SASE solutions combine networking capabilities that facilitate user connectivity from any device with security features that enforce organizational policies in real-time. They do this using a context-aware framework which integrates networking and security functions seamlessly across real time so as to protect data irrespective of where users connect from.

Zero Trust and SASE are complementary technologies, meaning they can both be implemented independently or jointly. Zero Trust serves as the cornerstone of any SASE implementation because its security policies enable continuous identity verification, path selection, routing, quality of service optimization and latency reduction – these all play key roles in SASE implementations. Therefore, businesses should first adopt a Zero Trust strategy before prioritizing SASE as their long-term goal.

Zero Trust and SASE: What Are the Similarities?

Due to remote work and cloud migration, organizations are seeking more robust cybersecurity processes, strategies, and network architectures. Instead of security models which rely on protecting only one area at once such as perimeter security models do, Zero Trust and SASE frameworks offer strong data protection in distributed environments.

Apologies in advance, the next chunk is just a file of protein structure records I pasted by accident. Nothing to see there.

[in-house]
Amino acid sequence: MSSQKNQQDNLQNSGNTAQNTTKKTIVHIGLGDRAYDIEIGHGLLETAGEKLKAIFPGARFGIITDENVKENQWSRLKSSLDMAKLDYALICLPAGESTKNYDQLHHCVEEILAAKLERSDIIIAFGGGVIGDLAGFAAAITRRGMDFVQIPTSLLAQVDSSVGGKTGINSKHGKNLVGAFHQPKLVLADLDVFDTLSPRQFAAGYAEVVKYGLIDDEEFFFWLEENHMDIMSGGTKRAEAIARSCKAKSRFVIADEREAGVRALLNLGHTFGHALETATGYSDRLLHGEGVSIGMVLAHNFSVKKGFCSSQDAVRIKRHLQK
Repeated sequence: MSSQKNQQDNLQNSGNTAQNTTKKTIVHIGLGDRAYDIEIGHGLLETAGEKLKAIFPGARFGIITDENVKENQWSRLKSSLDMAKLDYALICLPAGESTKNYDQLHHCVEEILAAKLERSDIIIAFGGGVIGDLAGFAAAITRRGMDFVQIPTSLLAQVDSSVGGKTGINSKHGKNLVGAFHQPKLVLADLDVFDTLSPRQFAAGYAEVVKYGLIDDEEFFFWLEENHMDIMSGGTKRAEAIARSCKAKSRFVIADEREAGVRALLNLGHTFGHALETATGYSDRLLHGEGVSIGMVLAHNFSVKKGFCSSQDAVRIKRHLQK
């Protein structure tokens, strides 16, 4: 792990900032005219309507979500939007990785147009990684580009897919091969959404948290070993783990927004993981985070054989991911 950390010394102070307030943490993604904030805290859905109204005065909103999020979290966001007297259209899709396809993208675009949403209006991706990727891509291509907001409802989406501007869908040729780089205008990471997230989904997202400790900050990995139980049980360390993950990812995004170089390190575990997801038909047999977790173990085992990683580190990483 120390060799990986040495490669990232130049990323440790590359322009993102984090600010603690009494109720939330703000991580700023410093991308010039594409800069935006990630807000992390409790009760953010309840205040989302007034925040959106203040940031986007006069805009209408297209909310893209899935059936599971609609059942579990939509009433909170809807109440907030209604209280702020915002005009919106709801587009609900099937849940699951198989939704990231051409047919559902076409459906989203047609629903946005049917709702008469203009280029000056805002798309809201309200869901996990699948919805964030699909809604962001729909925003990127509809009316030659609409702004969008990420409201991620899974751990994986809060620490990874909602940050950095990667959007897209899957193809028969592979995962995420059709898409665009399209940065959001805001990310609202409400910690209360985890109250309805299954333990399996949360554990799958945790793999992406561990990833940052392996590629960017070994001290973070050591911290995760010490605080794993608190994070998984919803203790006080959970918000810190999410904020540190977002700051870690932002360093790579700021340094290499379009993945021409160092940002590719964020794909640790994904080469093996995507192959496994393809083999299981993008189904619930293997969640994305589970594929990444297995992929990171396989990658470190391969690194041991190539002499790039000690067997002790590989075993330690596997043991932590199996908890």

Both SASE and Zero Trust use dynamic security policies that encrypt traffic between networked devices and remote ones, as well as a continuous verification process using identity and context-aware trust levels to determine whether access should be granted. In addition, SASE allows organizations to track user and device behaviors to create risk profiles that enable more granular security controls.

SASE and Zero Trust both utilize a single management platform for network and security functions, making administration tasks simpler while decreasing risks of attack.

What is SASE?

SASE is an integrated network security architecture which unifies network and security capabilities into an efficient framework for safeguarding how people work today, including remote working and SaaS applications.